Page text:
This Thanksgiving, as our family counts our blessings, we have so much for which to be thankful: For the strength to fight cancer and tolerate the treatment...for the courage to face this daunting challenge....for the hope and optimism to beat this disease...for the skill and knowledge of the doctors and the compassion of nurses. But above all, our gratitude runs deepest for all of the love and support we have received from our friends, family, co-workers, neighbors and many others, including people we've never met before.
Over the past six months, these caring people have provided Karen with a daily infusion that's far more powerful than any of the drugs that have flowed from her IV bag during chemotherapy. Their generous infusion of support counteracts the fear of cancer and the sick fog of chemotherapy. Their care and concern is a kind of anti-toxin -- a remedy that nurtures Karen's spirit and has sustained all of us during these past months. Indeed, the support of those who love you is a cure itself.
A year from now, when we think back to this time, our memories won't be of the diagnosis or the treatment, but rather, it will be of the many simple acts of kindness, friendship and love that have been repeated every day along this "journey", including:
- Soft blankets and a hand-woven prayer shawl -- gifts from Karen's friends -- have provided warmth and comfort during long chemo sessions.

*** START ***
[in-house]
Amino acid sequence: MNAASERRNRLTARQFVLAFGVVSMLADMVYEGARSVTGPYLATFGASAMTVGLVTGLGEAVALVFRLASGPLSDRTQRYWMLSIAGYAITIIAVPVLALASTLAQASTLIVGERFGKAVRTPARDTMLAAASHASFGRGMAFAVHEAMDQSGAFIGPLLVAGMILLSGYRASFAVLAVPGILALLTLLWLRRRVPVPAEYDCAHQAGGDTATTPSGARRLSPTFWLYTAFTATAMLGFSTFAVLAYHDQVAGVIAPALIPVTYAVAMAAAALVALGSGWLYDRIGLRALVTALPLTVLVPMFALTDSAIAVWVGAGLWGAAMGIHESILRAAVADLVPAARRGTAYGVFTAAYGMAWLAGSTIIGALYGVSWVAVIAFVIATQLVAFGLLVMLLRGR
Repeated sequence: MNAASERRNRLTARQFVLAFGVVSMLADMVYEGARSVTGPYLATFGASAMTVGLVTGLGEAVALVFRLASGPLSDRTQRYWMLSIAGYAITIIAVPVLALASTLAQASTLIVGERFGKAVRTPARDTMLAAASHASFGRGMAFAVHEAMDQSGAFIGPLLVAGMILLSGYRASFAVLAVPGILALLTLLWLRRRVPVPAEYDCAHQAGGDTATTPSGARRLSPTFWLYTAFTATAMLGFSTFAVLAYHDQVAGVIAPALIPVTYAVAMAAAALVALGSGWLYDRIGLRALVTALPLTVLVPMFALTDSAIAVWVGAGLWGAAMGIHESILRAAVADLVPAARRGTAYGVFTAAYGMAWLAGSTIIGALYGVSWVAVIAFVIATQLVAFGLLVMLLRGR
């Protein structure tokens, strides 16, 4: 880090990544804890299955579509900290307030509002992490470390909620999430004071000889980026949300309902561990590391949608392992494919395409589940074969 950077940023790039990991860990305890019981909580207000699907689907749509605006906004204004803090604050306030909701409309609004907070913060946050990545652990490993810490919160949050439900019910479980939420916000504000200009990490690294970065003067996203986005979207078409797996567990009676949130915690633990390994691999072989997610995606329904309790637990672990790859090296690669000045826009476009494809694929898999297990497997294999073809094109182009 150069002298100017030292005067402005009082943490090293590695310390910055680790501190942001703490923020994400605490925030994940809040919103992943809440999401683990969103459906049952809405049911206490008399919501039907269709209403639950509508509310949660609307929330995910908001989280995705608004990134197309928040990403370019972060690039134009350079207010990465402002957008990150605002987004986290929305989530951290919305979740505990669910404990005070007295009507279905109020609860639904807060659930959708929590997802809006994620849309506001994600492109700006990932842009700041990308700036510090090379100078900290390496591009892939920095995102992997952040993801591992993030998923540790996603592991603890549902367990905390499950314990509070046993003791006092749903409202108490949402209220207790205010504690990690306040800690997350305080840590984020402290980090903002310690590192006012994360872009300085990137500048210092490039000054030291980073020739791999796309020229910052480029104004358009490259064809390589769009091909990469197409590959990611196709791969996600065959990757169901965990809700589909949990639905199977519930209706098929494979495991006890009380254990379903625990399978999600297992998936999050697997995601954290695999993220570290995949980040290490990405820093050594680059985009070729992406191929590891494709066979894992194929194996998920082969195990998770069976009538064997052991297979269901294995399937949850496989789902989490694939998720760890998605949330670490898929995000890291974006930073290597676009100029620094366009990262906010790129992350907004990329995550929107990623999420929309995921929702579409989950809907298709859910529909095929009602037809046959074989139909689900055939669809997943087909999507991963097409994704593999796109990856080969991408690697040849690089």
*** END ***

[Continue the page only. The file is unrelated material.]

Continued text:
- Over three dozen family, friends, colleagues and neighbors have provided gift cards and meals -- from homemade soups to roast chicken with mashed potatoes. From slow-cooked ribs to Turkey Tetrazzini. From chicken Marsala to Cuban chicken. From Mexican lasagna to meatballs made from a friend's secret family recipe. Some meals arrive with bottles of wine and even dog biscuits for Caramel. Every dish was special -- not only for its unique flavors and the talent of the cooks, but because of the time, energy, care and thoughtfulness that went into preparing and delivering them.
- Friends and family have bought Karen a myriad of hats and scarves -- colorful, fun, practical, whimsical and too many to count. They allow Karen to make a fashion statement every day and keep her bare head warm as the weather gets colder.
- Other friends have sent over their "cleaning lady" to help with household chores -- a generous gesture and a big help for me since my job forced me to travel almost every week.
- With 16 rounds of chemo -- all in Philadelphia -- we were fortunate to have a reliable group of friends who drove Karen to many of her treatments and spent nearly a day at the Penn breast cancer center with Karen as she met with her doctor and received her infusion.
- Care packages filled with lotions and other soothing items, books, magazines and CDs to help make each day a little easier.
- And a steady stream of flowers, phone calls, emails and cards -- enough to fill a shopping bag -- continue to arrive with words of encouragement, support and offers of prayers.
These are simple acts that have had a powerful impact on us -- especially Karen.
This past year has been a long and often difficult one. But it has been made easier because of all that our friends and family have shared with us. It's difficult to imagine getting through this without such incredible support. I recently came across a fitting Turkish proverb, "No road is long with good company." Battling cancer is often a long road, but with good company -- friends, family, co-workers and neighbors -- that road is made shorter and less bumpy.